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When Chris Filardi, director of Pacific Programs at the American Museum of Natural History in New York, was finally holding the elusive Guadalcanal moustached kingfisher, he told Slate writer Rachel Gross, it was like finding a unicorn.
Filardi had been searching for the orange, white, and brilliant-blue bird for more than 20 years, when on a field study in the high forests of Guadalcanal in the Solomon Islands, he finally heard the “ko-ko-ko-ko-kiew” sound of what he described as the unmistakable call of a large kingfisher.
After days of tracking, he and his colleagues captured a male moustached kingfisher in a mist net.
“When I came upon the netted bird in the cool shadowy light of the forest I gasped aloud, ‘Oh my god, the kingfisher,’ one of the most poorly known birds in the world was there, in front of me, like a creature of myth come to life.” Filardi wrote in a Sept. 23 blog post.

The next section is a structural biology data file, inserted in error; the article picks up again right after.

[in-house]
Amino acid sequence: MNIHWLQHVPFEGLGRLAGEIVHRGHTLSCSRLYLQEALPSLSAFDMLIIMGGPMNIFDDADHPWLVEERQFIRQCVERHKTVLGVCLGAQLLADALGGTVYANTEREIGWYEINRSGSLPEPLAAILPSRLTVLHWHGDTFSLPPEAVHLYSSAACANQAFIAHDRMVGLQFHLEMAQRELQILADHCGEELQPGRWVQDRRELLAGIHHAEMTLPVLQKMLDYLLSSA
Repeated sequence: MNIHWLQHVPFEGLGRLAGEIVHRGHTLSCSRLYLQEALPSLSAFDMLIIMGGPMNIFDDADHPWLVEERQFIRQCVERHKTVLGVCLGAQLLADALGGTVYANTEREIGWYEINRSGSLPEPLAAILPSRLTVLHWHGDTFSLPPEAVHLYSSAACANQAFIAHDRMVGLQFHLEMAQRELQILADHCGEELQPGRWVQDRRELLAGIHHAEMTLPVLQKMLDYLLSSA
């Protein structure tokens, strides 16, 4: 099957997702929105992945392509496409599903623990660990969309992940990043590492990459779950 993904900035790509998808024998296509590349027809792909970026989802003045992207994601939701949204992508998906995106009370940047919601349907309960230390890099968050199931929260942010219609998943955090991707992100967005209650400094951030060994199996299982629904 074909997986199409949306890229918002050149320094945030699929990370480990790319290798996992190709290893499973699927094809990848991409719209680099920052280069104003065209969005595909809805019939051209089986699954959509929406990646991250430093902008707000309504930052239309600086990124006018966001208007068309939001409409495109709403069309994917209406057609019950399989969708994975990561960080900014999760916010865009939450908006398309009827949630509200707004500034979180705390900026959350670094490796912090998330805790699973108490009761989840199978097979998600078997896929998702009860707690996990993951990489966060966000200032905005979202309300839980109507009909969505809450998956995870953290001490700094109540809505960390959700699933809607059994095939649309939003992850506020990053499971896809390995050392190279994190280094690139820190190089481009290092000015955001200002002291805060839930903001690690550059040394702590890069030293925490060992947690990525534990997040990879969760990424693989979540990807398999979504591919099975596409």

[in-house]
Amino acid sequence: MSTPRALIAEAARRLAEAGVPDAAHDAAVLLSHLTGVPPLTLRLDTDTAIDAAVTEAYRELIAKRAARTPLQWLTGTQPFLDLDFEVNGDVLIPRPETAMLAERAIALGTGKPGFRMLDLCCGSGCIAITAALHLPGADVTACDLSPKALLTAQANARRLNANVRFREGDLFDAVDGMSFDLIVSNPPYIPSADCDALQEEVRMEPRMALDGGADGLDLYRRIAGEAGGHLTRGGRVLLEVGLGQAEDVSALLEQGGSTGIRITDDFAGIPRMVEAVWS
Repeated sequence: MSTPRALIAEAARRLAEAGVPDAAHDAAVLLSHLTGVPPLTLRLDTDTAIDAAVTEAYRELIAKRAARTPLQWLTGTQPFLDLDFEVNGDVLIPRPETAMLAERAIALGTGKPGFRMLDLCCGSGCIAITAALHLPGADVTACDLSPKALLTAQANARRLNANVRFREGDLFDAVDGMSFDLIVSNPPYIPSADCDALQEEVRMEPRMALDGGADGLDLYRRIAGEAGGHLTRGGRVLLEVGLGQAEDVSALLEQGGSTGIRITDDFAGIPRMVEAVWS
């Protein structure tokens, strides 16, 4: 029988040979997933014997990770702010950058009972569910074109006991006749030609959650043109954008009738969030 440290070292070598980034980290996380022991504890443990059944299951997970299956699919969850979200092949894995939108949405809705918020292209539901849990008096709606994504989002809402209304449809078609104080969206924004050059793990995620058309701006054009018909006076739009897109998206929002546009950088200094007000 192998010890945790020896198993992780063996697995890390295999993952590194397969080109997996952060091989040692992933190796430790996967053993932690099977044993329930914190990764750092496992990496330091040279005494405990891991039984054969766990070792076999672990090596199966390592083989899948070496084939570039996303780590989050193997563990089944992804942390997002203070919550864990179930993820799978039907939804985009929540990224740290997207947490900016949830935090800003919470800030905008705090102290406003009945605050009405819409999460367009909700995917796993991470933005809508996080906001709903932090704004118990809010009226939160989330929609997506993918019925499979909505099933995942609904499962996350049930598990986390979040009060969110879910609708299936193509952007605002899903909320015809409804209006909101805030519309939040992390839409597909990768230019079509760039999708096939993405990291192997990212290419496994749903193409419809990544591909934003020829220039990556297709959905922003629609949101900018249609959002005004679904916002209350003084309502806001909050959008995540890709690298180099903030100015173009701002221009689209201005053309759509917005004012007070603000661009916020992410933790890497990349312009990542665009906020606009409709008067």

The team snapped the first-ever photos of the remarkably photogenic bird and made the first-ever recordings of a male variety of the species (a female was described back in the 1920s).
Then the team killed it.
“The specters of extinction for island birds loom in today’s world,” Filardi wrote. “The collection of a single moustached kingfisher is not among them. And, beyond advancing science, I believe this act will positively impact the kingfisher’s world.”
Beautiful but very cryptic forest kingfisher. Very few sightings, and male plumage remains undescribed.
Controlling introduced predators may more positively impact the kingfisher's world.
As a hole-nesting species, it is potentially threatened by introduced rats and cats which are found at high altitudes
Chris Filardi is the "Director, Pacific Programs" with a public Email address of "firstname.lastname@example.org" and company phone of 212-313-7431. So anybody wishing to reach out and personally tell him what you think of his actions you can and should do so.